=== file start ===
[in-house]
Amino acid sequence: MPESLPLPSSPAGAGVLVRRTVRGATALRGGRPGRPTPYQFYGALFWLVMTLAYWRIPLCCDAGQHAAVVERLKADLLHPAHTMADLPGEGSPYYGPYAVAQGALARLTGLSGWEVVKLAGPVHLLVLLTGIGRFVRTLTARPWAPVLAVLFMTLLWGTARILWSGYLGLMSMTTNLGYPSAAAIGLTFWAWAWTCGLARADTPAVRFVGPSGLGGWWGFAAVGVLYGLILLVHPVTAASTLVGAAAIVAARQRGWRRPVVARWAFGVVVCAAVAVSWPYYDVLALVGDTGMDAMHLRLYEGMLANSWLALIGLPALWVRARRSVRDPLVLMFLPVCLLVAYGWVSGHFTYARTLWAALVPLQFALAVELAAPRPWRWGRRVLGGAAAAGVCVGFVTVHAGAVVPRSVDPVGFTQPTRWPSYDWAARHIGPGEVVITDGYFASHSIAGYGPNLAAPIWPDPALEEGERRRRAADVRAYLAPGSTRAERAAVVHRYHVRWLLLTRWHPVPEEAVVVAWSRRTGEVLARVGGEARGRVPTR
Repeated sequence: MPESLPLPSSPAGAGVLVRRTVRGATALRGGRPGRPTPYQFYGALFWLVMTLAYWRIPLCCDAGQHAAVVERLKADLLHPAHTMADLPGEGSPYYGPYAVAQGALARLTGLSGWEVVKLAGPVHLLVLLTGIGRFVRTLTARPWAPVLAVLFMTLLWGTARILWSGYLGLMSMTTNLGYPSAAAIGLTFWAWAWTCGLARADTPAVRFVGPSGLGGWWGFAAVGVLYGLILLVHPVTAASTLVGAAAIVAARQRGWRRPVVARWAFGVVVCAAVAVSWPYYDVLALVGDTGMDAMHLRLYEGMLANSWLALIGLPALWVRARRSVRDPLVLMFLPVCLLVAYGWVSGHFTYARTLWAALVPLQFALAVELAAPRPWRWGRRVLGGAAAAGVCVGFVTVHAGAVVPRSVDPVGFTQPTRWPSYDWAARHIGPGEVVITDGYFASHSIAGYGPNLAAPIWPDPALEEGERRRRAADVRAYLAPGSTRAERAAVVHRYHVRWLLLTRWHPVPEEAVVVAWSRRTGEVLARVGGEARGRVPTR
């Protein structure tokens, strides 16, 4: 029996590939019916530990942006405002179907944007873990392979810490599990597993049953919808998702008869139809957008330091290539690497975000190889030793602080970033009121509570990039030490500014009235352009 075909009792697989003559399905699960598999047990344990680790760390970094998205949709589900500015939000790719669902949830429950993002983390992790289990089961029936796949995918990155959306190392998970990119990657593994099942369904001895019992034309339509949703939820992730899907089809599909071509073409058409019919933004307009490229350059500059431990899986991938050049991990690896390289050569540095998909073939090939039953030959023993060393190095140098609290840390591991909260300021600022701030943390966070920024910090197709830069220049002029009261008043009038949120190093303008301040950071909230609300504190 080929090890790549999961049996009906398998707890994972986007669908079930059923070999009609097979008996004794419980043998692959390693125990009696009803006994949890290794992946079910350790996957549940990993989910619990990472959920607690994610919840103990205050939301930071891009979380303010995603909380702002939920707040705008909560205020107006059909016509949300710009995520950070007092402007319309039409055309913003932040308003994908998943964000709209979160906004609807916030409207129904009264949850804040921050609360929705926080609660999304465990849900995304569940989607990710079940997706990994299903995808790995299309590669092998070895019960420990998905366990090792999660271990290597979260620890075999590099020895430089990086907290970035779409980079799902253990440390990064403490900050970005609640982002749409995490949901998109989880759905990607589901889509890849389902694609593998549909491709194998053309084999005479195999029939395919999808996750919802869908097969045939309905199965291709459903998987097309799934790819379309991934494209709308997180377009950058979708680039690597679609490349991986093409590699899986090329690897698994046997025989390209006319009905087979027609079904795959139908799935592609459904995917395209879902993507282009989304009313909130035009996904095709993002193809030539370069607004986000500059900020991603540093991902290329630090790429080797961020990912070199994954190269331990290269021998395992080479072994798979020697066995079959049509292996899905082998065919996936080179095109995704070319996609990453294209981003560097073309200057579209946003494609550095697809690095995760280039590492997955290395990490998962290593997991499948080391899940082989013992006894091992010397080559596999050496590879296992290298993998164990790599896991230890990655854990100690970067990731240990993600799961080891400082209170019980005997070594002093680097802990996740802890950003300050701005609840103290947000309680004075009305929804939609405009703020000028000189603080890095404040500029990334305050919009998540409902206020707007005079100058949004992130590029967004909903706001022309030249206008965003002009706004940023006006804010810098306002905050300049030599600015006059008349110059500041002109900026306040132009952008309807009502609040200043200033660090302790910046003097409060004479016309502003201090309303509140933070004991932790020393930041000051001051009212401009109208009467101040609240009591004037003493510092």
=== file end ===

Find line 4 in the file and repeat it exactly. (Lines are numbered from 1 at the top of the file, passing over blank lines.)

């Protein structure tokens, strides 16, 4: 029996590939019916530990942006405002179907944007873990392979810490599990597993049953919808998702008869139809957008330091290539690497975000190889030793602080970033009121509570990039030490500014009235352009 075909009792697989003559399905699960598999047990344990680790760390970094998205949709589900500015939000790719669902949830429950993002983390992790289990089961029936796949995918990155959306190392998970990119990657593994099942369904001895019992034309339509949703939820992730899907089809599909071509073409058409019919933004307009490229350059500059431990899986991938050049991990690896390289050569540095998909073939090939039953030959023993060393190095140098609290840390591991909260300021600022701030943390966070920024910090197709830069220049002029009261008043009038949120190093303008301040950071909230609300504190 080929090890790549999961049996009906398998707890994972986007669908079930059923070999009609097979008996004794419980043998692959390693125990009696009803006994949890290794992946079910350790996957549940990993989910619990990472959920607690994610919840103990205050939301930071891009979380303010995603909380702002939920707040705008909560205020107006059909016509949300710009995520950070007092402007319309039409055309913003932040308003994908998943964000709209979160906004609807916030409207129904009264949850804040921050609360929705926080609660999304465990849900995304569940989607990710079940997706990994299903995808790995299309590669092998070895019960420990998905366990090792999660271990290597979260620890075999590099020895430089990086907290970035779409980079799902253990440390990064403490900050970005609640982002749409995490949901998109989880759905990607589901889509890849389902694609593998549909491709194998053309084999005479195999029939395919999808996750919802869908097969045939309905199965291709459903998987097309799934790819379309991934494209709308997180377009950058979708680039690597679609490349991986093409590699899986090329690897698994046997025989390209006319009905087979027609079904795959139908799935592609459904995917395209879902993507282009989304009313909130035009996904095709993002193809030539370069607004986000500059900020991603540093991902290329630090790429080797961020990912070199994954190269331990290269021998395992080479072994798979020697066995079959049509292996899905082998065919996936080179095109995704070319996609990453294209981003560097073309200057579209946003494609550095697809690095995760280039590492997955290395990490998962290593997991499948080391899940082989013992006894091992010397080559596999050496590879296992290298993998164990790599896991230890990655854990100690970067990731240990993600799961080891400082209170019980005997070594002093680097802990996740802890950003300050701005609840103290947000309680004075009305929804939609405009703020000028000189603080890095404040500029990334305050919009998540409902206020707007005079100058949004992130590029967004909903706001022309030249206008965003002009706004940023006006804010810098306002905050300049030599600015006059008349110059500041002109900026306040132009952008309807009502609040200043200033660090302790910046003097409060004479016309502003201090309303509140933070004991932790020393930041000051001051009212401009109208009467101040609240009591004037003493510092």